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Slight improvement in Eastern Cape dam levels: DWS

Jan 23, 2020
Slight improvement in Eastern Cape dam levels: DWS

Port ElizabethEastern Cape dams are making a steady recovery although large parts of the province remain dry as a result of a severe drought, according to the latest report by the Department of Water and Sanitation (DWS).

The report shows that, even though dams are still below half, in the past week they have risen from 46,4% to 47,3%, thanks to the sporadic rains The figure represents a 10% drop compared to the same period last year when they stood at 57,1%.

"The volume of water that is stored in the province’s reservoirs is estimated at 856,8 cubic metres for a full capacity of 15 653 cubic metres," explained DWS Media Liaison Director, Sputnik Ratau.

"However, the government has pulled all the stops to alleviate the situation in drought stricken areas.

"In a bid to salvage the situation, the three spheres of government have clubbed together and DWS allocated a total R723 million as part of its intervention for the Financial Years 2018/19/20."

Ratau said that at the beginning of the year, the Minister of Human Settlements, Water and Sanitation Lindiwe Sisulu, together with Deputy Minister David Mahlobo and Deputy Minister Pamela Tshwete met the Eastern Cape Executive Council discuss plans to mitigate the on-going drought in the province.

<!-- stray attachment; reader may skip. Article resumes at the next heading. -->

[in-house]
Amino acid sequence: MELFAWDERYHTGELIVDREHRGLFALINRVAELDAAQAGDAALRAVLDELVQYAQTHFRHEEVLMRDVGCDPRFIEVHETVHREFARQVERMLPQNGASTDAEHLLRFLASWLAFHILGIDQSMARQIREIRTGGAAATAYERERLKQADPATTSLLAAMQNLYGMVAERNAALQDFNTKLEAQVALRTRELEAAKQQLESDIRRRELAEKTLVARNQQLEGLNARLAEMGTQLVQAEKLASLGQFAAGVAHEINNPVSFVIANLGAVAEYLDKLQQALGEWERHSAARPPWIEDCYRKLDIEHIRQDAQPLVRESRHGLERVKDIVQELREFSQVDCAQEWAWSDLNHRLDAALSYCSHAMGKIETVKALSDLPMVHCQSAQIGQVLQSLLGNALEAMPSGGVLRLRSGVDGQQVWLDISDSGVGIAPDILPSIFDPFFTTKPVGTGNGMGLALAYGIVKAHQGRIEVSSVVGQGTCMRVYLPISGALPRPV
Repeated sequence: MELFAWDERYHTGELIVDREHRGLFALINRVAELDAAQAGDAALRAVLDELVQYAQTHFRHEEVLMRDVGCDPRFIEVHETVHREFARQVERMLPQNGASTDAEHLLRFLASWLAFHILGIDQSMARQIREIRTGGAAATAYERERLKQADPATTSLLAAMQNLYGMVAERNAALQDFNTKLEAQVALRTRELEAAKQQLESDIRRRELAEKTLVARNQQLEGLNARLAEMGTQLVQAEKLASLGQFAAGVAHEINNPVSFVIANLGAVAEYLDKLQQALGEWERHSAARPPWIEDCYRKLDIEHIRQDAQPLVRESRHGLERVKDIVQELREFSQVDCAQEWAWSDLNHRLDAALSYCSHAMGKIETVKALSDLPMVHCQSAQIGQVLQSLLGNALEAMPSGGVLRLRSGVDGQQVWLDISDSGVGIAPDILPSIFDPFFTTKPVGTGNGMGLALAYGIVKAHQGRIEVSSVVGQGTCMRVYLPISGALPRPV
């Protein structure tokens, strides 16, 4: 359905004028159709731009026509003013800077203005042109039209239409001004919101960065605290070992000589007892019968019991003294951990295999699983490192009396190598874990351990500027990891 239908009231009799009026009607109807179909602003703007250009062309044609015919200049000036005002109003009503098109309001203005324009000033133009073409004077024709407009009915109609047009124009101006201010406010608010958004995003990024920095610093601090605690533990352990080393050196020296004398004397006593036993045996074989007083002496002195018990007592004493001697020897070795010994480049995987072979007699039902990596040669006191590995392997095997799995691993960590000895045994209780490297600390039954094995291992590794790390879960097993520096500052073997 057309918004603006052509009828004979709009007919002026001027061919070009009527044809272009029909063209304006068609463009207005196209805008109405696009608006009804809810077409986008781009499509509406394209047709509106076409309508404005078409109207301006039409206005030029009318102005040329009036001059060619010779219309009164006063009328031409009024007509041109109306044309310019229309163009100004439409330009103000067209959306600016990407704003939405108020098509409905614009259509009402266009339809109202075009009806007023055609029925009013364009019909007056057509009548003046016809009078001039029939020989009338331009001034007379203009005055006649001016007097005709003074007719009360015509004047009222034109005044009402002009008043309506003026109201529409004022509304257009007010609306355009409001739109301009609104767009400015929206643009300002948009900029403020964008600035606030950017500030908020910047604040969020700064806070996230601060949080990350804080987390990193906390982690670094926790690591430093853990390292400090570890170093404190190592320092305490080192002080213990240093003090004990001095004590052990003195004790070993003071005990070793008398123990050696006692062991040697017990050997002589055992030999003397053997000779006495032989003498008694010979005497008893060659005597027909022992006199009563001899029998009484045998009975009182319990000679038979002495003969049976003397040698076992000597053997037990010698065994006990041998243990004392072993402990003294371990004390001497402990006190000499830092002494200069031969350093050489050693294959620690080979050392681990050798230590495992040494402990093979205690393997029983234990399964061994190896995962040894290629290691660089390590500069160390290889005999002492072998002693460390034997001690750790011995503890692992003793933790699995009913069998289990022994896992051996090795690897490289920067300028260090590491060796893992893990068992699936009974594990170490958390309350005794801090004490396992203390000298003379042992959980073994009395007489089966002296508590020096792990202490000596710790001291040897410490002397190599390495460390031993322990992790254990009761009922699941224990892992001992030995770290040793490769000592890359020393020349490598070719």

"The department will also look at the installation of a pipeline that will take water from Tsomo River to a water treatment plant in Ngqamakhwe, and finally move water to Butterworth," he described.

"At the moment groundwater is the only source available in Butterworth. Such groundwater is not always of the best quality which needs to be treated for human consumption.

"In the Enoch Mgijima region in the Chris Hani District Municipality, a borehole for water supply was erected to cover several towns and villages that are affected by the drought.

"Also, the department developed a groundwater project that includes drilling, testing and equipping of boreholes in Joe Gqabi district where eight towns are affected by the drought after Orange River ran dry.

"They are the towns of Barkley East, Maclear, Ugie, Mt. Fletcher, Gemstown, Aliwal North, Burgersdorp and Lady Grey."

Ratau said that in November 2019 the department partnered with the Joe Gqabi District Municipality, Farmers Associations and other sectors to form a Joint Operations Committee (JoC) to fight water challenges in the region.

"The situation in the region is so dire and it needed the three spheres of government to work together to mitigate the effects of drought."

Other interventions in the province include:

- Sarah Baartman District Municipality – installation and refurbishment of boreholes
- Kouga Local Municipality: Groundwater development
- Kouga Local Municipality: Hankey development of groundwater
- Kouga Local Municipality: Jeffrey's Bay development of boreholes
- Kouga Local Municipality: Humansdorp equipping boreholes
- Kouga Local Municipality: Cape Francis equipping boreholes
- Kouga Local Municipality: Oyster Bay equipping boreholes
- Koukamma Local Municipality: Clarkson: Drilling of production boreholes
- Koukamma Local Municipality: Langkloof Settlement: Incremental groundwater development
- Ndlhambe Local Municipality: Augmentation of water supply through water conservation and demand management
- Sunday Rivier Valley Local Municipality: Leaks reduction by installing pressure reduction valves and repairing burst pipes
- Dr Beyers Naude Local Municipality: Installation of metres
- Makana Local Municipality: Grahamstown groundwater development

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